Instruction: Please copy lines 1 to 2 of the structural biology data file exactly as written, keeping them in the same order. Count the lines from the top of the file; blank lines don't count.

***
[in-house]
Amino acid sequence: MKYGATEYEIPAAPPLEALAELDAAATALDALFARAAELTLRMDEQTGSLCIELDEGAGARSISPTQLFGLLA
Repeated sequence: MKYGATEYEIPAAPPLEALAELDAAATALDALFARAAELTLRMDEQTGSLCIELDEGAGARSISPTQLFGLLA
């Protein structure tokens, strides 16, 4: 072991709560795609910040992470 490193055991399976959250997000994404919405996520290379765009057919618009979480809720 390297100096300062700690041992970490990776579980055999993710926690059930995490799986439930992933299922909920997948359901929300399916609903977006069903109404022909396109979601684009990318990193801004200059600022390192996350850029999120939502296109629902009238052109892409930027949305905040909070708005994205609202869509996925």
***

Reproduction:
[in-house]
Amino acid sequence: MKYGATEYEIPAAPPLEALAELDAAATALDALFARAAELTLRMDEQTGSLCIELDEGAGARSISPTQLFGLLA